Anne
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I've had front loaders for abt 5 years now
I cant say I'm entirely happy with it as it does vibrate more during that high sped spin cycle
Such units need a concrete floor I think.
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I have heard that clothes last a lot longer in the modern front-loaders. Any truth to that, anyone?
Bob
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I've heard the same, think it's a reasonable assertion, esp. when top-loaders are stuffed full. It seems to me that the central "screw" can grind the clothes, and if the clothes are tangled, can really beat them up, possibly even tear them. Front loaders use gravity to tumble the clothes, and the rpm of the basket is such that the clothes will just fall off the top, which provides the agitation.
I don't know how much water front loaders use, but as I collect water from a leaking water meter in *many* 5 gal buckets and fill our top loader manually, I can attest to top loaders using *easily* 20 gals or more--mebbe 40, in ultra-clean cycles. goodgawd....
One could actually get a very accurate determination of this by simply disconnecting the drain hose from a washer, and putting it in a *large volume* container, like a tub, or cement-mixing black tray/tub, or the like. Or just fill up multiple 5 gal pails! Or, even better, run the drain through an old water meter, iffin you have one.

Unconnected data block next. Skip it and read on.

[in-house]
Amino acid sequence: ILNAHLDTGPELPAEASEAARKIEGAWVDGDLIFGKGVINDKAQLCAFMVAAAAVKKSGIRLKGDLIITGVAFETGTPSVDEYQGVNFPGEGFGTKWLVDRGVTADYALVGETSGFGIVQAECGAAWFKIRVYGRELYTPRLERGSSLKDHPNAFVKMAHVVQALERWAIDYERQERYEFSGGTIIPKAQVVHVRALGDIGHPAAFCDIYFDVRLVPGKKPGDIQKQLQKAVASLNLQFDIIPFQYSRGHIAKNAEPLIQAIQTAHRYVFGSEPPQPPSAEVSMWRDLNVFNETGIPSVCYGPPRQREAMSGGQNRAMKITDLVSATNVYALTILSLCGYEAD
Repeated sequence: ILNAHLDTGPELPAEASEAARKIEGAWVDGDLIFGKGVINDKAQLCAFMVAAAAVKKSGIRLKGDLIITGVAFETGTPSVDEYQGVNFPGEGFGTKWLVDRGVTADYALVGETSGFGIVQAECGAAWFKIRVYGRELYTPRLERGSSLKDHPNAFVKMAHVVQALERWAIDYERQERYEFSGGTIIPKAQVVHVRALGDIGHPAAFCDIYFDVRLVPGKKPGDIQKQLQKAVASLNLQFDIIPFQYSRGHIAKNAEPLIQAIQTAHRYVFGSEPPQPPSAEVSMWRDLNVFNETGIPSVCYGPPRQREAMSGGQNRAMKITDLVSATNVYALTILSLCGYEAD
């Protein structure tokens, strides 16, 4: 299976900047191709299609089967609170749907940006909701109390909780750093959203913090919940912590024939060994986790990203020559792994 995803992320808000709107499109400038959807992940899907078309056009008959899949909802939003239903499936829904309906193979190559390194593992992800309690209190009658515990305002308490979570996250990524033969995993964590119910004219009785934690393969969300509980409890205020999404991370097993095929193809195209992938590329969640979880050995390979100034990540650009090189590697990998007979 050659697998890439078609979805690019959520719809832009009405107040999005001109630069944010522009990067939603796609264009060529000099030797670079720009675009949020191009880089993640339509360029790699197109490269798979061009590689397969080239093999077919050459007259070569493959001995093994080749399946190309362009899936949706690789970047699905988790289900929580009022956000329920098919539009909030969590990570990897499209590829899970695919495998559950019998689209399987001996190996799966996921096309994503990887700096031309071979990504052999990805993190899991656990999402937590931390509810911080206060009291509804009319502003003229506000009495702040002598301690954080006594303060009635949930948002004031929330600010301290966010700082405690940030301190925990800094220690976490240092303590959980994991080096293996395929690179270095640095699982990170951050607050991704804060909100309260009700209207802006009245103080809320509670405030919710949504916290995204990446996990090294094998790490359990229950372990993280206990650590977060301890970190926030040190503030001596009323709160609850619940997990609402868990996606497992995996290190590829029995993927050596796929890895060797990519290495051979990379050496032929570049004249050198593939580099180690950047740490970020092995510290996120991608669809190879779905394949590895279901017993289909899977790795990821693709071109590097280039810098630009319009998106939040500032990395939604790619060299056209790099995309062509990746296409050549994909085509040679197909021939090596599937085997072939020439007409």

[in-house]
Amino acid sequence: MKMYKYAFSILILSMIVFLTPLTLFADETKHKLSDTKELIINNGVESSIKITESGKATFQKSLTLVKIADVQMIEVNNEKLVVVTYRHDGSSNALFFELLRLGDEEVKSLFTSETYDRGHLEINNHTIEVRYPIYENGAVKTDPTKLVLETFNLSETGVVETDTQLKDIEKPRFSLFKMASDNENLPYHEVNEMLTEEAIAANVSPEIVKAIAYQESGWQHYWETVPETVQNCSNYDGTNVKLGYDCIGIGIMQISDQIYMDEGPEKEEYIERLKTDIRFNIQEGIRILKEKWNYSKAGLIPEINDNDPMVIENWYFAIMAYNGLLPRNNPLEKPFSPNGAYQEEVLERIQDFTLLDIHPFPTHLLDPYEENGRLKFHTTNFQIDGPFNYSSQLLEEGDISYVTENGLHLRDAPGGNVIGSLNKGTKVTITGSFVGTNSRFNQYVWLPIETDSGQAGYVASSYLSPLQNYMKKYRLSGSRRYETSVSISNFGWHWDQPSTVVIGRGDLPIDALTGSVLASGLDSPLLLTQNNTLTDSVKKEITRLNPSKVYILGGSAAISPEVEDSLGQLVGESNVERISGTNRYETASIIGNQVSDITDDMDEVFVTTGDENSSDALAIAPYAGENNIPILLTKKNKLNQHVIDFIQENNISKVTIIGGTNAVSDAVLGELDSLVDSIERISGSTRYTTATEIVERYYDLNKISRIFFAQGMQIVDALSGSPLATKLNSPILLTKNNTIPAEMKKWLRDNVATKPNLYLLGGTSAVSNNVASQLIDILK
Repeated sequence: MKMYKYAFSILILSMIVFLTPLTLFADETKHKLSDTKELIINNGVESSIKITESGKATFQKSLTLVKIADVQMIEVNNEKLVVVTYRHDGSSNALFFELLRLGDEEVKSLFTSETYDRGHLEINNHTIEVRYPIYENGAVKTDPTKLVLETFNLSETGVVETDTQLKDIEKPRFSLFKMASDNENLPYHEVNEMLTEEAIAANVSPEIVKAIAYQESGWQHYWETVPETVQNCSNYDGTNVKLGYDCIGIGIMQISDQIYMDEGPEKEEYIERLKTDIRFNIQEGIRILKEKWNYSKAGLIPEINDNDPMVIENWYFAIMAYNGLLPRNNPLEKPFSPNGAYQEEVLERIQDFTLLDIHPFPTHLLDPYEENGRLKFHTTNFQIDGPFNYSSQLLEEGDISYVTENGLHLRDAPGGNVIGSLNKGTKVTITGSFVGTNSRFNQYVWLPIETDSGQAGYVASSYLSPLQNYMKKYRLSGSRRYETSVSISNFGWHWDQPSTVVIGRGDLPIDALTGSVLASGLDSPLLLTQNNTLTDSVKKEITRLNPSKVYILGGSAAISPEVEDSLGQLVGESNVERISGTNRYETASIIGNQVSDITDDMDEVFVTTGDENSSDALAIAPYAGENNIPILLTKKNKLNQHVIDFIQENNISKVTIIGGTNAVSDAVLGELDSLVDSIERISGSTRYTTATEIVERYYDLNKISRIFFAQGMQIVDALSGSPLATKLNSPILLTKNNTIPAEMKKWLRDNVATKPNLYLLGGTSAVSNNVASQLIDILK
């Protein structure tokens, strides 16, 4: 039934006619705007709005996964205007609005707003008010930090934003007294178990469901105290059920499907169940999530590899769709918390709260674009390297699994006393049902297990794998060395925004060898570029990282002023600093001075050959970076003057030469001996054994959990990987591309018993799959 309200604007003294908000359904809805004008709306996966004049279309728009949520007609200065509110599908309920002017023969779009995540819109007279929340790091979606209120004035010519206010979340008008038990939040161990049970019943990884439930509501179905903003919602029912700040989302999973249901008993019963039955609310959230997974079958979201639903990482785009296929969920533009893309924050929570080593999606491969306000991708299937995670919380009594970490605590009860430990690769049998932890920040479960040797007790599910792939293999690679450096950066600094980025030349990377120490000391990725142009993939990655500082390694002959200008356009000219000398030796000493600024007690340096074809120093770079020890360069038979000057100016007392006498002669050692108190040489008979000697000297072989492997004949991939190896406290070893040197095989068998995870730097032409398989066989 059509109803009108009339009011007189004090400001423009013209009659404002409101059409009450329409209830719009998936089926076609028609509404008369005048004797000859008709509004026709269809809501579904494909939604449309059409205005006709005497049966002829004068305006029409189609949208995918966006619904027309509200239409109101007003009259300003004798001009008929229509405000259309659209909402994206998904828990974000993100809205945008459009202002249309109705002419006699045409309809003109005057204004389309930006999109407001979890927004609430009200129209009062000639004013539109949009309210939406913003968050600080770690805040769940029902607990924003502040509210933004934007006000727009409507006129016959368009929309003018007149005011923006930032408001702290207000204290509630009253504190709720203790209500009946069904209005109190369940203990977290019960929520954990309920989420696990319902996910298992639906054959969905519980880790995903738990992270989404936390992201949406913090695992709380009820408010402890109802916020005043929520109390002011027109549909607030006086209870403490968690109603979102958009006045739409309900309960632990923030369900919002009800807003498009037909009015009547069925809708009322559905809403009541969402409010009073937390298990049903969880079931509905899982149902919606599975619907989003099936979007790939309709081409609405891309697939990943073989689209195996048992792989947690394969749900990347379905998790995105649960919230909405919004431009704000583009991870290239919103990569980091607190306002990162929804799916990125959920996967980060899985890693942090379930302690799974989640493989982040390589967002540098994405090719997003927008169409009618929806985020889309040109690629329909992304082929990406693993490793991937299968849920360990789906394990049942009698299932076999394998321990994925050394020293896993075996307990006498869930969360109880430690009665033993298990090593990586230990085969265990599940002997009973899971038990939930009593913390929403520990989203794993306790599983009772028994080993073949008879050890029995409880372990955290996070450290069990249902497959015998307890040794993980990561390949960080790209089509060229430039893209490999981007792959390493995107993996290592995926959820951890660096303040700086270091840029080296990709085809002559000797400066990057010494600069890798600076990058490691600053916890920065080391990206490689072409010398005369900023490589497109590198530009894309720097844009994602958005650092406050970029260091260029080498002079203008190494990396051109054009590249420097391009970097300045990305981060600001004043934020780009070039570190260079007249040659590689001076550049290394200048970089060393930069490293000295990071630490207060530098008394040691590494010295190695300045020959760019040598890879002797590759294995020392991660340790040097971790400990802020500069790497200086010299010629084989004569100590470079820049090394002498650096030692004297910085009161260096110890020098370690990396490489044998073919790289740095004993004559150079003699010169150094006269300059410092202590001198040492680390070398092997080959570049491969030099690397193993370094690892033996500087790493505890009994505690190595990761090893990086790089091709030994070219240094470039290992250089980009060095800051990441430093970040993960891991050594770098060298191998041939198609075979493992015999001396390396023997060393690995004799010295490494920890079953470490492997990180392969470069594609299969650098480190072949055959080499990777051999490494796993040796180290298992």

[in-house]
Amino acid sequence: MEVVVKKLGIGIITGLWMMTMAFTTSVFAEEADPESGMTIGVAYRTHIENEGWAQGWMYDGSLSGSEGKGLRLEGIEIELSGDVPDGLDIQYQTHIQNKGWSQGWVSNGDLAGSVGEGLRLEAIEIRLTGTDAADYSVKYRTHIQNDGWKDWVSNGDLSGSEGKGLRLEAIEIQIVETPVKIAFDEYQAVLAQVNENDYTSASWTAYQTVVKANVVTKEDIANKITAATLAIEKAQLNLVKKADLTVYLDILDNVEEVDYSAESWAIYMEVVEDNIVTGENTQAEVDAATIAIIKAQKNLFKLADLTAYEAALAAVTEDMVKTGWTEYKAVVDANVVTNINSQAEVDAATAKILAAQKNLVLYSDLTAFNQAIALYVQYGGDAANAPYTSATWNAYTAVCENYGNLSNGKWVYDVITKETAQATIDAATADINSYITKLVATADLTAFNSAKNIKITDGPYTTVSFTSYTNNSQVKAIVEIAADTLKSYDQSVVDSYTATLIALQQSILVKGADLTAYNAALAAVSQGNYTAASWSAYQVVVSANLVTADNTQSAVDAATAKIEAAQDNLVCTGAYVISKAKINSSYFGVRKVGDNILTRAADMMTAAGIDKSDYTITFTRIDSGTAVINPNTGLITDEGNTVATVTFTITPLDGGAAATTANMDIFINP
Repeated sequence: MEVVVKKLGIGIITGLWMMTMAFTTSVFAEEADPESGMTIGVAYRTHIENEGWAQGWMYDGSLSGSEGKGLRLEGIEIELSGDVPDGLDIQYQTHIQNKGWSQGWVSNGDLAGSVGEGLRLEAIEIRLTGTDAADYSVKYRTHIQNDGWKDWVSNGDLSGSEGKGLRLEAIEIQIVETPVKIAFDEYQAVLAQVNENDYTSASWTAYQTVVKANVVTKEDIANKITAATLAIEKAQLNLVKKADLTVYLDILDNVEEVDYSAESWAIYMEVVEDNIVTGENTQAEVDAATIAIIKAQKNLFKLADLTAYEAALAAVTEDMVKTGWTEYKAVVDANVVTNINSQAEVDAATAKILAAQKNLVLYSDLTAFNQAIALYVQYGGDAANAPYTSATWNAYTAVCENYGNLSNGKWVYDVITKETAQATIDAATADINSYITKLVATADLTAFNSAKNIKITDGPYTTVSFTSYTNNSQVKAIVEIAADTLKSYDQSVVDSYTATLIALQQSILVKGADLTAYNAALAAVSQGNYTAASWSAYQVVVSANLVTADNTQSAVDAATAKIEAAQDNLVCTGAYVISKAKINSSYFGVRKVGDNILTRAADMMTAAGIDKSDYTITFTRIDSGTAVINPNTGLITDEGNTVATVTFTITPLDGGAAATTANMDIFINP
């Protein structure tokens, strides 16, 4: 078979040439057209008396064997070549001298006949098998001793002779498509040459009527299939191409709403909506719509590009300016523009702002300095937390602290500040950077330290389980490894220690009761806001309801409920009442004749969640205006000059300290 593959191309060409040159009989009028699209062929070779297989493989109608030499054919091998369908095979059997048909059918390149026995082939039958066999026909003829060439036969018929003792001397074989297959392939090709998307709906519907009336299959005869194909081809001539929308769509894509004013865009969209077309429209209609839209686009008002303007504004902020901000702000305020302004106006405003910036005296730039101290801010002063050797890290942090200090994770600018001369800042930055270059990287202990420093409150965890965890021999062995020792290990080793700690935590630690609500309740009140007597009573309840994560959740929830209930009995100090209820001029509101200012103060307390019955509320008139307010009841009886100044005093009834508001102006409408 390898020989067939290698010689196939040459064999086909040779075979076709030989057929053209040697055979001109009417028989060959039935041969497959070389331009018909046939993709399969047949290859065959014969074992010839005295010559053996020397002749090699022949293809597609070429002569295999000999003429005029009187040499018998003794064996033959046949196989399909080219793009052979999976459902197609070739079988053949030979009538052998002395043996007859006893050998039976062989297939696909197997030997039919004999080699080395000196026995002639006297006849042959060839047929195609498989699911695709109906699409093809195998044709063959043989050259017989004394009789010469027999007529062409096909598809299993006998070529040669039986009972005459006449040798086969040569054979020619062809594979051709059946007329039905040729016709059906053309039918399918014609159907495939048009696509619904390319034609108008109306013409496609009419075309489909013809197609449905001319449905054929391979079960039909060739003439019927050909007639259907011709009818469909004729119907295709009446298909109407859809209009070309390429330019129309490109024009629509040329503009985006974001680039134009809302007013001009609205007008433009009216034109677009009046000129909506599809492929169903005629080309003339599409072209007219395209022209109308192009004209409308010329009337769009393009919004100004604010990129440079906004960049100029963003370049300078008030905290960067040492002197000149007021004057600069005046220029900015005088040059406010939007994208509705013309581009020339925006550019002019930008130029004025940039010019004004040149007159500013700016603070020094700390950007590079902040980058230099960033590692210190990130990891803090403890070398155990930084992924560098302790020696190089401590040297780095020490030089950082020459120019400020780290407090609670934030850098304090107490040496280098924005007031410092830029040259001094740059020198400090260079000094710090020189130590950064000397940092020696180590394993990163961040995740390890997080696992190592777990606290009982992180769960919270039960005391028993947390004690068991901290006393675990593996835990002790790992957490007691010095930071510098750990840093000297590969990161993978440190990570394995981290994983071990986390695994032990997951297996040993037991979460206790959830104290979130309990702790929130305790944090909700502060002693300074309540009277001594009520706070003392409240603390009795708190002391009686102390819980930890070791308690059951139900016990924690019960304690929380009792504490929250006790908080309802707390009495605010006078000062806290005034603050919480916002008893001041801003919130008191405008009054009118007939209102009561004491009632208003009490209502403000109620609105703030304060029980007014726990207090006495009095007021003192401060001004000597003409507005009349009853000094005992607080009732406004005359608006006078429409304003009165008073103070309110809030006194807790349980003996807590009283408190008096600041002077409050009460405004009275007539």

But I suspect the water usage of front loaders is a fraction of what top loaders are.
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Mr. P.V.\'d (formerly Droll Troll), Yonkers, NY
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wrote:

Check out Fisher & Paykel. They make a high quality top loader that is as energy efficient as those expensive frontloaders and they do not require any special detergent. They use half the amount of regular detergent as typical top loaders. Spin-dry cycle at 1000 rpm means clothes are almost dry at the end, so dryer runs much shorter time, saving a lot of electricity.
Computer controlled direct drive means no transmission to break, either.
About $600-$700
http://usa.fisherpaykel.com/global/laundry-products/clothes-washers/clothes-washer.cfm
CWM
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HD has one as well. Cain't remember the name, altho I think it was a GE or Westinghouse or sumpn. Considerably more than 600-700, tho.
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Mr. P.V.\'d (formerly Droll Troll), Yonkers, NY
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What rpm do front loaders spin-dry at?
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My Bosch spins at 1000 rpm.
Rich
Proctologically Violated wrote:

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I want a front-loader so bad, my teeth ache. Strangely, the wife don't really care, one way or 'nother. :)